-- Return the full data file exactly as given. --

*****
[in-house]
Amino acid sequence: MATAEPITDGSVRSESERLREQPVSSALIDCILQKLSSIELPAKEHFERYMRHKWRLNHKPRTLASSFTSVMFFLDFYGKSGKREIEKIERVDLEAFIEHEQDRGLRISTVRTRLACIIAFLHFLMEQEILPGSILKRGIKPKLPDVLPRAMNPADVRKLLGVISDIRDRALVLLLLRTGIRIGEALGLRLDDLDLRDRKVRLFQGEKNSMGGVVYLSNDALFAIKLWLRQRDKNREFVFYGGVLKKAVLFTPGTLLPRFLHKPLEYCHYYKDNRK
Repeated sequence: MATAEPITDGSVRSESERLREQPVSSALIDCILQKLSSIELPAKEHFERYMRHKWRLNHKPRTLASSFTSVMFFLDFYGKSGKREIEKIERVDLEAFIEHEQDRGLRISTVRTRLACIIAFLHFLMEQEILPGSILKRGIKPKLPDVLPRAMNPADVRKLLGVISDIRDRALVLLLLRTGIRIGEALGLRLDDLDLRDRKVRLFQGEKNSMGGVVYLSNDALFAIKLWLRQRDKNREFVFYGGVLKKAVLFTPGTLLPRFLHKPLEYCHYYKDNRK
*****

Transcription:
[in-house]
Amino acid sequence: MATAEPITDGSVRSESERLREQPVSSALIDCILQKLSSIELPAKEHFERYMRHKWRLNHKPRTLASSFTSVMFFLDFYGKSGKREIEKIERVDLEAFIEHEQDRGLRISTVRTRLACIIAFLHFLMEQEILPGSILKRGIKPKLPDVLPRAMNPADVRKLLGVISDIRDRALVLLLLRTGIRIGEALGLRLDDLDLRDRKVRLFQGEKNSMGGVVYLSNDALFAIKLWLRQRDKNREFVFYGGVLKKAVLFTPGTLLPRFLHKPLEYCHYYKDNRK
Repeated sequence: MATAEPITDGSVRSESERLREQPVSSALIDCILQKLSSIELPAKEHFERYMRHKWRLNHKPRTLASSFTSVMFFLDFYGKSGKREIEKIERVDLEAFIEHEQDRGLRISTVRTRLACIIAFLHFLMEQEILPGSILKRGIKPKLPDVLPRAMNPADVRKLLGVISDIRDRALVLLLLRTGIRIGEALGLRLDDLDLRDRKVRLFQGEKNSMGGVVYLSNDALFAIKLWLRQRDKNREFVFYGGVLKKAVLFTPGTLLPRFLHKPLEYCHYYKDNRK